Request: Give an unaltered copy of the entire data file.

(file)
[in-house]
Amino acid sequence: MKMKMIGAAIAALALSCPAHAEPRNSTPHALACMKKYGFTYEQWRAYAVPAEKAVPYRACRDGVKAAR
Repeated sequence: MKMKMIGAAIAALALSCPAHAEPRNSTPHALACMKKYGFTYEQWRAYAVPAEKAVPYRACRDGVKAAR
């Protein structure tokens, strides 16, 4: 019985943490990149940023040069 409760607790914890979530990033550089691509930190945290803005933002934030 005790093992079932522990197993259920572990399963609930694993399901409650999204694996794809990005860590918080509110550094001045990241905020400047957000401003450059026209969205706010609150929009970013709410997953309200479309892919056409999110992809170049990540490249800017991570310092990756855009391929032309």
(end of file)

[in-house]
Amino acid sequence: MKMKMIGAAIAALALSCPAHAEPRNSTPHALACMKKYGFTYEQWRAYAVPAEKAVPYRACRDGVKAAR
Repeated sequence: MKMKMIGAAIAALALSCPAHAEPRNSTPHALACMKKYGFTYEQWRAYAVPAEKAVPYRACRDGVKAAR
């Protein structure tokens, strides 16, 4: 019985943490990149940023040069 409760607790914890979530990033550089691509930190945290803005933002934030 005790093992079932522990197993259920572990399963609930694993399901409650999204694996794809990005860590918080509110550094001045990241905020400047957000401003450059026209969205706010609150929009970013709410997953309200479309892919056409999110992809170049990540490249800017991570310092990756855009391929032309």